A Class Meant To Stand Out (Springfield Connection)

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Screen Shot 2018-07-11 at 6.33.52 PM.pngA total of 542 seniors graduated from West Springfield High School June 13. The commencement exercises took place at EagleBank Arena at George Mason University.

The high school band performed “Pomp and Circumstance” while the students entered, followed by the West Springfield High School Madrigals singing both the National Anthem and Stephen Paulus’s “The Road Home.”

Senior Class President Leah Knompecher gave the opening remarks, thanking the West Springfield students who befriended her when she first moved to the area.

She continued to encourage her classmates as they begin their next life chapters. “We might find ourselves a bit nervous but excited,” Knompecher said, “just like on that first day of high school. Just remember that you are not alone because all of us are going through it, and thousands of other graduates.”

“What we cannot wait for, what we’re so excited for, is your next great achievement,” said Principal Mike Mukai.

David Larson received the Spartan Award for his school spirit, leadership, and service; Elissa Perdue received the Faculty Award for best representing the school’s ideals; and Jocelyn Highsmith received the Bonnie E. Lilly Award for her school service.

Johnny Pope, the assistant principal, told the students that “in order for you to lead people, you must first know who you are.” Pope also recognized 134 honor graduates receiving a 4.0 or higher before introducing Vinh Do, one of the honor graduates, to the podium.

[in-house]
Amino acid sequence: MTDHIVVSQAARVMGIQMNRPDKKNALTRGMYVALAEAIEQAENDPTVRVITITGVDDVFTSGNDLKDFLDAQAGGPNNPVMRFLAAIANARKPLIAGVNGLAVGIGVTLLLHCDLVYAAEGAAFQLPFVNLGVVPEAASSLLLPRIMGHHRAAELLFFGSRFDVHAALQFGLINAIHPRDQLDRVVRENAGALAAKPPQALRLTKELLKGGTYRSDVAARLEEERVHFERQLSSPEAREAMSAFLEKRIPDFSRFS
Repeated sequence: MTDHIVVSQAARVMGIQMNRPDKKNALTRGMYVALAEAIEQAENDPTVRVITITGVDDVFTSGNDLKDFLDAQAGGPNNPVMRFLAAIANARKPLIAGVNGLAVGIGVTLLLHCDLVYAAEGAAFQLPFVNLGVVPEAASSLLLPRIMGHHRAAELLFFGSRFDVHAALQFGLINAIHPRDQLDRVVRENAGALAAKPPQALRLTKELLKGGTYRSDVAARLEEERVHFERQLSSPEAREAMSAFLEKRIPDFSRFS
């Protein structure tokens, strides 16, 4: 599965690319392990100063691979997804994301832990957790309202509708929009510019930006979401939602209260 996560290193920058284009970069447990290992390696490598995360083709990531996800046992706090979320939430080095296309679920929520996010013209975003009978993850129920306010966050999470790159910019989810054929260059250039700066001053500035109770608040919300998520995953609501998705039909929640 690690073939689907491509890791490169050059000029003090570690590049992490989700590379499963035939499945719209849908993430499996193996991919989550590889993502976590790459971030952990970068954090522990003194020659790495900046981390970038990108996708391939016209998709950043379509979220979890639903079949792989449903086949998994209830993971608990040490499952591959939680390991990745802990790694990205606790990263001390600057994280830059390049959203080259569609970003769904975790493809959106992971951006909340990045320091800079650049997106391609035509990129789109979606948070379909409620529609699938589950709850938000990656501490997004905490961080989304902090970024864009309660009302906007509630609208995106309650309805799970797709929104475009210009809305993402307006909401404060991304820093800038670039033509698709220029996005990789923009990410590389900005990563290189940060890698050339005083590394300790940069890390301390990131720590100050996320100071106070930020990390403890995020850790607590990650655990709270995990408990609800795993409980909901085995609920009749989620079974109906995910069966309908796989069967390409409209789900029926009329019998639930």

Admitting to the audience that he’s still a child at heart, Do said, “The only times I’ve ever wished I could grow up faster were when I couldn’t ride the giant spinning swing at Busch Gardens and when they wouldn’t let me get free samples by myself at Costco.”

“Enjoy what’s right in front of you—whatever’s happening right here and now,” said Do. “No one knows what’s going to happen in a year from now, or even tomorrow. . . . You’ll never get this moment back, so claim it as your own.”

Terri Stirk, a West Springfield math teacher retiring after 33 years of teaching, gave the commencement address, sharing experiences and life lessons she learned.

“Learning is a lifelong process, failure is inevitable, and there is more than one way to succeed in life,” said Stirk.

Afterward, the 542 students received their diplomas. After turning their tassels, the newly graduated seniors tossed their caps in the air, saying goodbye to their four years of high school and hello to the first day of the rest of their lives.

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